The CDC says that colds are the most common reason for missed work and school, since adults have about two or three each year. Because colds are a common mild problem that can be treated with rest and OTC medications, it may seem like they don't warrant visits to urgent care facilities. However, a cold can develop into a more serious infection if you aren't careful. You may also mistake your symptoms for a cold when it's a more serious issue.
Here are some differences between the common cold and other similar illnesses and when it's best to seek out professional care.
The Common Cold and Bronchitis
Cold viruses affect your upper respiratory tract, meaning that you can have a runny nose, sore throat, and a cough. Bronchitis is actually very similar to the common cold, since it is also a viral infection that doesn't need antibiotics; and, it usually goes away within a week or two.
However, bronchitis may feel worse than a cold since it affects your lower respiratory tract (hence the term "chest cold"). Bronchitis causes inflammation to the bronchial tubes, which carry air to and from your lungs, can cause chest tightness, lots of mucous, and intense coughing fits.
If you have bronchitis, you may need to seek out help from an urgent care facility if you have one of the following complications:
- You are very dehydrated
- You have asthma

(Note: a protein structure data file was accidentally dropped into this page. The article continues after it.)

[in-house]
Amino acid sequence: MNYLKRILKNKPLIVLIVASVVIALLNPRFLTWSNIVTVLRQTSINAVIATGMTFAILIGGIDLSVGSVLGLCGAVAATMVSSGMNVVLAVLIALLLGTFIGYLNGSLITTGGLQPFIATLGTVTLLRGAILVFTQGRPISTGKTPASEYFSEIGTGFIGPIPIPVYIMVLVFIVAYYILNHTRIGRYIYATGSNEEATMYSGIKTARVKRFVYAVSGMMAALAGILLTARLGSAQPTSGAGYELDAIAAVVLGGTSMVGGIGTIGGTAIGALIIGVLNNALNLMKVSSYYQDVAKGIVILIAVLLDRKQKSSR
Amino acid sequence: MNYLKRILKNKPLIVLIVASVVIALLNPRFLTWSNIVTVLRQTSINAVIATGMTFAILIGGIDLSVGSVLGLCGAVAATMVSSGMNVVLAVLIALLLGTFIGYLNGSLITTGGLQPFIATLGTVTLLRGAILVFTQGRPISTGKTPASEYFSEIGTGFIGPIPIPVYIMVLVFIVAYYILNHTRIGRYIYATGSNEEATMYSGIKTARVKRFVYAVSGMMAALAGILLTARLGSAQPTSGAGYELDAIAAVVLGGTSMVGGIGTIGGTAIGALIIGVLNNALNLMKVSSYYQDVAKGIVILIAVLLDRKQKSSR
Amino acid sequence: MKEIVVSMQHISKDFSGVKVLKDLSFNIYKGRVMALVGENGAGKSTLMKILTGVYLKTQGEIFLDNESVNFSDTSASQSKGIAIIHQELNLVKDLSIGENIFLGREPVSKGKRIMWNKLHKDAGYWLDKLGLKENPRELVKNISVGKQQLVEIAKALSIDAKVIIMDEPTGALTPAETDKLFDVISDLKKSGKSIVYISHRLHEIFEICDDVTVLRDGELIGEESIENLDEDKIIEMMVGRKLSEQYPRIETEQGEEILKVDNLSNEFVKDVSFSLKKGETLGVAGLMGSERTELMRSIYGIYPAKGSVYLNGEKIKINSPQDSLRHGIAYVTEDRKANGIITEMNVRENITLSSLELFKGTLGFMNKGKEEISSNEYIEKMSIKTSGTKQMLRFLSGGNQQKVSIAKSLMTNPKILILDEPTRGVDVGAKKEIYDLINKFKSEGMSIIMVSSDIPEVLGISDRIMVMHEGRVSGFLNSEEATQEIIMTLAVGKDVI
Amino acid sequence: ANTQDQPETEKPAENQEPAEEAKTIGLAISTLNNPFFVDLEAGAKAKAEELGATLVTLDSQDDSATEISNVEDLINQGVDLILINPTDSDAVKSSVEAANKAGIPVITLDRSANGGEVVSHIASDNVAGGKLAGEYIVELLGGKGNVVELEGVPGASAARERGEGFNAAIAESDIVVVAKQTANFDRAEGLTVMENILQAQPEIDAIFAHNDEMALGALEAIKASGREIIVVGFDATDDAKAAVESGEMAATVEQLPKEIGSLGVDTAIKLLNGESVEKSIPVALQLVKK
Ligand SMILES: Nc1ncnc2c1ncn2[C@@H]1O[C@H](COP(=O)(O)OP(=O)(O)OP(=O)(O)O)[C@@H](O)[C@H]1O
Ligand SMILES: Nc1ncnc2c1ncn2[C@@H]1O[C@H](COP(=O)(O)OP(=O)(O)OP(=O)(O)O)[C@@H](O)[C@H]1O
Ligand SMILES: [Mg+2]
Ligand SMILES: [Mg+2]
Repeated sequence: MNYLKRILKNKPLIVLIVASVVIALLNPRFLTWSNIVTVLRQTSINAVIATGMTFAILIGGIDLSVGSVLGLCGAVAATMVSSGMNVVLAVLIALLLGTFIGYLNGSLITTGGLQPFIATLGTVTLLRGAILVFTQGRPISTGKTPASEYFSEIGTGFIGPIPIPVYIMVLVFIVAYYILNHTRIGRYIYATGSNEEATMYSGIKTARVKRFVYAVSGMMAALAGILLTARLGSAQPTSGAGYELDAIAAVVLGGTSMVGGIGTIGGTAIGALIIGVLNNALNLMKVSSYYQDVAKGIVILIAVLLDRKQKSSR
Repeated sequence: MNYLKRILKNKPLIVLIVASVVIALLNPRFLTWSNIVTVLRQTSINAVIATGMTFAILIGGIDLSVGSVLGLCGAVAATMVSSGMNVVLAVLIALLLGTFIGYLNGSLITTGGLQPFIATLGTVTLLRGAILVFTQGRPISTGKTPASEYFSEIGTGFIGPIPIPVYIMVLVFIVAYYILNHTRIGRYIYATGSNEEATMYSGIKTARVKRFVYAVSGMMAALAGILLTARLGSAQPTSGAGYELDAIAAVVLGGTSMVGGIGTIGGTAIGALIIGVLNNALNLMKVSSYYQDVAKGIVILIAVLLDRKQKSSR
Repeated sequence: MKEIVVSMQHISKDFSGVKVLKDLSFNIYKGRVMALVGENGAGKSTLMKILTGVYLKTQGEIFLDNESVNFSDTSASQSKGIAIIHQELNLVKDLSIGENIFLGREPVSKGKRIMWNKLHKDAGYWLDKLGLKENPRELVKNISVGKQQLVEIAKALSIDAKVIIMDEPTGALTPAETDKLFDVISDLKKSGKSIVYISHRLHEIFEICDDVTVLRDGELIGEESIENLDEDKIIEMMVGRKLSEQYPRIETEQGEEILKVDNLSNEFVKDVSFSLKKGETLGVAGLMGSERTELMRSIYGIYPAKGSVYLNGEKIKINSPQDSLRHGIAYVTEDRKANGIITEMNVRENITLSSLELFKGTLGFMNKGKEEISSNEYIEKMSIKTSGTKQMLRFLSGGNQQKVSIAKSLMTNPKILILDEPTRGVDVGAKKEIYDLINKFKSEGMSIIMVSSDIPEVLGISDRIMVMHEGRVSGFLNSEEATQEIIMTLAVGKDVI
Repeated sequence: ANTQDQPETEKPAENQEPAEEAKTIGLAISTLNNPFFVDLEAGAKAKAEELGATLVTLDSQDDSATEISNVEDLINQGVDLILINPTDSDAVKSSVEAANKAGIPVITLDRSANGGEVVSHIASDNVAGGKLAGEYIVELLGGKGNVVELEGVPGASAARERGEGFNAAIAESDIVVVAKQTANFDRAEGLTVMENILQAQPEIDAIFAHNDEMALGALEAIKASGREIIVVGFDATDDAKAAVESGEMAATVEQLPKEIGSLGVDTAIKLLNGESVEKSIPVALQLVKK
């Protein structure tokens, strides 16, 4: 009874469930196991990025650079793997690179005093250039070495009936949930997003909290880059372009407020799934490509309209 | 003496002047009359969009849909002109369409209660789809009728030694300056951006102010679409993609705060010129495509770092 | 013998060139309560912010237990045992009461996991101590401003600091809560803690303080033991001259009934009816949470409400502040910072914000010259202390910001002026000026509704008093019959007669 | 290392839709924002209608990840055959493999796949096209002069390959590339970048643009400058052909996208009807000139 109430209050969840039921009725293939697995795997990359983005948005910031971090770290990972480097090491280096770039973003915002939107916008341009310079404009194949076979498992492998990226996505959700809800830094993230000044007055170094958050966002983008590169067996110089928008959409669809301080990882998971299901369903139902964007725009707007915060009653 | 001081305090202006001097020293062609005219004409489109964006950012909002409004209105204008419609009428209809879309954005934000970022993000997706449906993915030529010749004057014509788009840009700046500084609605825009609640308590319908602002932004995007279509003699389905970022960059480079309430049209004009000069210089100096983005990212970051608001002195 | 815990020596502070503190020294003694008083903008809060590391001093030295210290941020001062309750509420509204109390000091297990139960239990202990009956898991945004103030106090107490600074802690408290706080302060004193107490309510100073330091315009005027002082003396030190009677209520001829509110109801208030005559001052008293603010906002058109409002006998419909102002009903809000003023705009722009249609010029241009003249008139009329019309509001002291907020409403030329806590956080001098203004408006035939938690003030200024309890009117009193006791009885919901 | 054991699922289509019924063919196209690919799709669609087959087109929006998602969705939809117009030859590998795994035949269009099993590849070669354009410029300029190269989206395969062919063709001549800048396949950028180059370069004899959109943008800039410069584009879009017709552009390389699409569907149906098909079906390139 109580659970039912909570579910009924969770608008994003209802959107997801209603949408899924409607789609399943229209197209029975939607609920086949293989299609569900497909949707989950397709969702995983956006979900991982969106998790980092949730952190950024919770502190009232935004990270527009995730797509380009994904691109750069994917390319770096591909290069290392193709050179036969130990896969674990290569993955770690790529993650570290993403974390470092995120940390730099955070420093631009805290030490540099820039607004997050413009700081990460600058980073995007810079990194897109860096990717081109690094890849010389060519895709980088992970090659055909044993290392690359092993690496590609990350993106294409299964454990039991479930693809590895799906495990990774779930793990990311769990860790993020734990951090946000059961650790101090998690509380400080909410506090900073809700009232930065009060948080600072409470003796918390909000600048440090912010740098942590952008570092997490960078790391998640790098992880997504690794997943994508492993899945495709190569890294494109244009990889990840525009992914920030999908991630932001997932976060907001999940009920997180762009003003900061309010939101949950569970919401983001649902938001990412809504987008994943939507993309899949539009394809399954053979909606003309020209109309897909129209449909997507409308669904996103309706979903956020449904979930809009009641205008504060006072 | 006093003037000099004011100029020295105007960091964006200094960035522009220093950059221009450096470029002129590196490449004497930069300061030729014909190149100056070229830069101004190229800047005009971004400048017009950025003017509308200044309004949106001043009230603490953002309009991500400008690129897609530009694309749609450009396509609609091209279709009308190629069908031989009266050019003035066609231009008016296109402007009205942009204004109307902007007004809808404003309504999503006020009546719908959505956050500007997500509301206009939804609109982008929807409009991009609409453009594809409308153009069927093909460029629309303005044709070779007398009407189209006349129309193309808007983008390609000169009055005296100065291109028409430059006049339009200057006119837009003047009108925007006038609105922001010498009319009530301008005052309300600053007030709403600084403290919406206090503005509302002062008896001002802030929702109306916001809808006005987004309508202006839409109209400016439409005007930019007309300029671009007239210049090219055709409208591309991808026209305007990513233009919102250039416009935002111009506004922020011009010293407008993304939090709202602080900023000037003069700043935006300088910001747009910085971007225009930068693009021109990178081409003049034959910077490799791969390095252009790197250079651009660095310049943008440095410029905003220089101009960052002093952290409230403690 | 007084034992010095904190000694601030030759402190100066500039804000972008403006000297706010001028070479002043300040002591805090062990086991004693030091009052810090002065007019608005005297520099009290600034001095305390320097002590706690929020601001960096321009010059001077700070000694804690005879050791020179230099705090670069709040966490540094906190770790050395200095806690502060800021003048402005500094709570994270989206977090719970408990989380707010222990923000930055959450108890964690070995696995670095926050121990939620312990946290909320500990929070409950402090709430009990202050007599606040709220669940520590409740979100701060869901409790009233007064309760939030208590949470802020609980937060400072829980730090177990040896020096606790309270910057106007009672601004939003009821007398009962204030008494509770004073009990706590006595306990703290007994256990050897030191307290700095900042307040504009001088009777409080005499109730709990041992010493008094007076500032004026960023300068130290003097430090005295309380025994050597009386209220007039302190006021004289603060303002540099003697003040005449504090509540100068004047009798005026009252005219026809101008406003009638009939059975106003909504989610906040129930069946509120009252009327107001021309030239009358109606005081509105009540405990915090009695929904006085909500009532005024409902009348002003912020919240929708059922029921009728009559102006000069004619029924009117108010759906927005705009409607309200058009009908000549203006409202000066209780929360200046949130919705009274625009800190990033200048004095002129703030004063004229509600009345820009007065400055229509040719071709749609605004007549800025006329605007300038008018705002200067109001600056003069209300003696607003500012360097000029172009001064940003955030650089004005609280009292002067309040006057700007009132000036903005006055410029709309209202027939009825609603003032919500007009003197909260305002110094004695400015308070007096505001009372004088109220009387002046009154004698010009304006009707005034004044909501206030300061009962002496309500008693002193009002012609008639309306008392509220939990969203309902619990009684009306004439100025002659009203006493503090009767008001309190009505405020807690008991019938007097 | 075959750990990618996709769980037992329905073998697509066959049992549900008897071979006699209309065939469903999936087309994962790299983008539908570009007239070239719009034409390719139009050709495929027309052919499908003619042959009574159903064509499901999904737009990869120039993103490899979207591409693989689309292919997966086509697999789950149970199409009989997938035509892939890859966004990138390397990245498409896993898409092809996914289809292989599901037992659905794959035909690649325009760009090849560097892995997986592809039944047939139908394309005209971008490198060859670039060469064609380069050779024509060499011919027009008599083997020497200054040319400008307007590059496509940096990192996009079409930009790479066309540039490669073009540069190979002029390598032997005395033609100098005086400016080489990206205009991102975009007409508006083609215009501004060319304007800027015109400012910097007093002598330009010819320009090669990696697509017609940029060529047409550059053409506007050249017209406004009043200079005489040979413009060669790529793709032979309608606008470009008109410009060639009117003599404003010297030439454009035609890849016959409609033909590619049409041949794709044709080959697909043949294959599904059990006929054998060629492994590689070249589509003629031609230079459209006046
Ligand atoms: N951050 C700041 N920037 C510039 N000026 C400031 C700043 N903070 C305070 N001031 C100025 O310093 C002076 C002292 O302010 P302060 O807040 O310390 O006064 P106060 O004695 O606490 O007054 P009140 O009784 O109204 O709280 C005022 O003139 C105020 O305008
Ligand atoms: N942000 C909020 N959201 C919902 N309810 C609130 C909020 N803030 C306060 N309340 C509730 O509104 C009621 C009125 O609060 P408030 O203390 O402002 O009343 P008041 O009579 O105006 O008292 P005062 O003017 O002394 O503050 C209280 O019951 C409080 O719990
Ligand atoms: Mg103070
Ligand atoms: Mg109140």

- You are sensitive to poor air quality
- You smoke regularly (can cause chronic bronchitis that lasts months)
The Common Cold and Strep Throat
While strep throat may initially feel like a cold with a sore throat, headache, and fatigue, it's actually a bacterial infection, not a virus. The telltale sign of strep throat are swollen lymph nodes in the neck. If you open your mouth, you'll be able to see inflammation in the throat. Unlike those with a cold, people with strep throat don't have runny noses or drainage.
If you suspect strep, you should see an urgent care doctor so they can get a swab of your throat to send to the lab. If it turns out you have strep, you'll usually be prescribed an oral antibiotic, like amoxicillin or penicillin. If your doctor says it's okay, then OTC medications like ibuprofen can be taken for any fever or soreness.
The Common Cold and Pneumonia
While bronchitis causes inflammation to your air passages, pneumonia causes fluid to fill in the lungs. Pneumonia causes wheezing, fever, dehydration, chills, and lots of mucous. It isn't always serious and usually clears up on its own within a month. While you may be fatigued with the common cold, pneumonia is usually worse and requires more rest. If you have other diseases or are a senior, then you should definitely go to an urgent care facility to be on the safe side. Again, while pneumonia can pass on its own, seniors and those with other health conditions can have complications with pneumonia.
Lastly, a good rule of thumb is if you aren't sure if you have a cold or something else, then you should visit an urgent care center for a quick check-up. If you have a high fever, vomiting, or worsening symptoms, it's important to see a doctor right away.